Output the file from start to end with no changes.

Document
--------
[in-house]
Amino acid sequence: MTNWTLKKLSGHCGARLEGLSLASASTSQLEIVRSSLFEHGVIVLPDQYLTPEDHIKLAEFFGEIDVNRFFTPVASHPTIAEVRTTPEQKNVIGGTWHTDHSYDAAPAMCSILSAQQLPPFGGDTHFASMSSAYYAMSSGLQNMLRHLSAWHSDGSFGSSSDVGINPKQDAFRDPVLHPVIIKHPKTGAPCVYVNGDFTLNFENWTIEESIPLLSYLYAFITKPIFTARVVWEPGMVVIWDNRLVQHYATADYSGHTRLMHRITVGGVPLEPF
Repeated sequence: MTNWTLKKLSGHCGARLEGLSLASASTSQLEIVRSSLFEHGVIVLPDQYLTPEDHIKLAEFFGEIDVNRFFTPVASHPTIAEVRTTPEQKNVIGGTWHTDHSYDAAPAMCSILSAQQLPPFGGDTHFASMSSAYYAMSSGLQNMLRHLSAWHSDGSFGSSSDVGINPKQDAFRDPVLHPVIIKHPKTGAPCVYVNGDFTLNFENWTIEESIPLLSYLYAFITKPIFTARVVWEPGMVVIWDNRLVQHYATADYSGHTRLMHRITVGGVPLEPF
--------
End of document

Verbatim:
[in-house]
Amino acid sequence: MTNWTLKKLSGHCGARLEGLSLASASTSQLEIVRSSLFEHGVIVLPDQYLTPEDHIKLAEFFGEIDVNRFFTPVASHPTIAEVRTTPEQKNVIGGTWHTDHSYDAAPAMCSILSAQQLPPFGGDTHFASMSSAYYAMSSGLQNMLRHLSAWHSDGSFGSSSDVGINPKQDAFRDPVLHPVIIKHPKTGAPCVYVNGDFTLNFENWTIEESIPLLSYLYAFITKPIFTARVVWEPGMVVIWDNRLVQHYATADYSGHTRLMHRITVGGVPLEPF
Repeated sequence: MTNWTLKKLSGHCGARLEGLSLASASTSQLEIVRSSLFEHGVIVLPDQYLTPEDHIKLAEFFGEIDVNRFFTPVASHPTIAEVRTTPEQKNVIGGTWHTDHSYDAAPAMCSILSAQQLPPFGGDTHFASMSSAYYAMSSGLQNMLRHLSAWHSDGSFGSSSDVGINPKQDAFRDPVLHPVIIKHPKTGAPCVYVNGDFTLNFENWTIEESIPLLSYLYAFITKPIFTARVVWEPGMVVIWDNRLVQHYATADYSGHTRLMHRITVGGVPLEPF